To hire or let in periods of service.

‘to job a carriage’;

Jobnoun

A sudden thrust or stab; a jab.

Jobnoun

A piece of chance or occasional work; any definite work undertaken in gross for a fixed price; as, he did the job for a thousand dollars.

Jobnoun

A public transaction done for private profit; something performed ostensibly as a part of official duty, but really for private gain; a corrupt official business.

Jobnoun

Any affair or event which affects one, whether fortunately or unfortunately.

Jobnoun

A situation or opportunity of work; as, he lost his job.

Jobnoun

A task, or the execution of a task; as, Michelangelo did a great job on the David statue.

Jobnoun

A task or coordinated set of tasks for a multitasking computer, submitted for processing as a single unit, usually for execution in background. See job control language.

Jobnoun

The hero of the book of that name in the Old Testament; the prototypical patient man.

Jobverb

To strike or stab with a pointed instrument.

Jobverb

To thrust in, as a pointed instrument.

Jobverb

To do or cause to be done by separate portions or lots; to sublet (work); as, to job a contract.

Jobverb

To buy and sell, as a broker; to purchase of importers or manufacturers for the purpose of selling to retailers; as, to job goods.

Jobverb

To hire or let by the job or for a period of service; as, to job a carriage.

Jobverb

To do chance work for hire; to work by the piece; to do petty work.

‘Authors of all work, to job for the season.’;

Jobverb

To seek private gain under pretense of public service; to turn public matters to private advantage.

‘And judges job, and bishops bite the town.’;

Jobverb

To carry on the business of a jobber in merchandise or stocks.

Jobnoun

the principal activity in your life that you do to earn money;

‘he's not in my line of business’;

Jobnoun

a specific piece of work required to be done as a duty or for a specific fee;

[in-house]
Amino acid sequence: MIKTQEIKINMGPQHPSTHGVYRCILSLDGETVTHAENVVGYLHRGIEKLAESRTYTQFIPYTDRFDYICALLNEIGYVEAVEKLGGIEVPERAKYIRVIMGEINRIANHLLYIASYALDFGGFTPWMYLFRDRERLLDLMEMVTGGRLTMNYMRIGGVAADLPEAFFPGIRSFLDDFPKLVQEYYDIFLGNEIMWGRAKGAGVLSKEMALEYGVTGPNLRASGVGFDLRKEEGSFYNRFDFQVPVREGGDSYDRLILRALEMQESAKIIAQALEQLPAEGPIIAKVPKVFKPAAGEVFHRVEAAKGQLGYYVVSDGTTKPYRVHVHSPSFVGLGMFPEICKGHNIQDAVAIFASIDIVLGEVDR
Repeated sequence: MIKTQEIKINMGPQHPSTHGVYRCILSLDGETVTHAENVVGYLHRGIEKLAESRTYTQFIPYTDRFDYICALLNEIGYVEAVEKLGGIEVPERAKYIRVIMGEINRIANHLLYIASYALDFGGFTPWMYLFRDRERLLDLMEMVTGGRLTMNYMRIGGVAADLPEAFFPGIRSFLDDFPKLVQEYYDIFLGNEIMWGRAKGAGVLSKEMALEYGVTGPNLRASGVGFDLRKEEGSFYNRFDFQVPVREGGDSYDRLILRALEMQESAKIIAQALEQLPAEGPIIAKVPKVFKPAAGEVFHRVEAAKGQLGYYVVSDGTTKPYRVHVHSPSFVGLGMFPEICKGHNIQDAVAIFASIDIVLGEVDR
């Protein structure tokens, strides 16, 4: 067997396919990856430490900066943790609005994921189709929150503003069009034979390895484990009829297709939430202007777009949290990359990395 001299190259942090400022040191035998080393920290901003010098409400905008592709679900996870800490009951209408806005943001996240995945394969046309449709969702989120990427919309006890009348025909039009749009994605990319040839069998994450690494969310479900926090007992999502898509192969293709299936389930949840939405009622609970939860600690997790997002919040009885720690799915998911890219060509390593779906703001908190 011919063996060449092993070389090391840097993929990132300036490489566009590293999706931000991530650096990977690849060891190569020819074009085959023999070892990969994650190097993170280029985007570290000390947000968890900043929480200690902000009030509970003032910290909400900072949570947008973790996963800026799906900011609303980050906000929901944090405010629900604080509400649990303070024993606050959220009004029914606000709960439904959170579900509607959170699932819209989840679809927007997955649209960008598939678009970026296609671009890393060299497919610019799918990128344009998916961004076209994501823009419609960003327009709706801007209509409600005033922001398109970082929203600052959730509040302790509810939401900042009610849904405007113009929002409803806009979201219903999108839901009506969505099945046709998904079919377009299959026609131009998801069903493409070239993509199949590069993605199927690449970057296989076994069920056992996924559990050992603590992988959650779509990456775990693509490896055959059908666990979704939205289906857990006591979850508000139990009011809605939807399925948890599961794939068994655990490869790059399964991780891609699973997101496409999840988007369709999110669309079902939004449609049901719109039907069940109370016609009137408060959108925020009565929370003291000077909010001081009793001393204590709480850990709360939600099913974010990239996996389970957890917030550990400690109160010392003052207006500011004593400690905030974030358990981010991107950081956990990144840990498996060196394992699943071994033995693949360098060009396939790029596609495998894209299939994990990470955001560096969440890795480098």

‘estimates of the city's loss on that job ranged as high as a million dollars’; ‘the job of repairing the engine took several hours’; ‘the endless task of classifying the samples’; ‘the farmer's morning chores’;

Jobnoun

the performance of a piece of work;

‘she did an outstanding job as Ophelia’; ‘he gave it up as a bad job’;

Jobnoun

the responsibility to do something;

‘it is their job to print the truth’;

Jobnoun

a workplace; as in the expression

‘on the job’;

Jobnoun

an object worked on; a result produced by working;

‘he held the job in his left hand and worked on it with his right’;

Jobnoun

a state of difficulty that needs to be resolved;

‘she and her husband are having problems’; ‘it is always a job to contact him’; ‘urban problems such as traffic congestion and smog’;

Jobnoun

a damaging piece of work;

‘dry rot did the job of destroying the barn’; ‘the barber did a real job on my hair’;

Jobnoun

a crime (especially a robbery);

‘the gang pulled off a bank job in St. Louis’;

Jobnoun

a Jewish hero in the Old Testament who maintained his faith in God in spite of afflictions that tested him

Jobnoun

any long-suffering person who withstands affliction without despairing

Jobnoun

(computer science) a program application that may consist of several steps but is a single logical unit

Jobnoun

a book in the Old Testament containing Job's pleas to God about his afflictions and God's reply

Jobverb

profit privately from public office and official business

Jobverb

arranged for contracted work to be done by others

Jobverb

work occasionally;

‘As a student I jobbed during the semester breaks’;

Jobverb

invest at a risk;

‘I bought this house not because I want to live in it but to sell it later at a good price, so I am speculating’;

Job

A job, employment, work or occupation, is a person's role in society. More specifically, a job is an activity, often regular and often performed in exchange for payment ().

‘for a living’;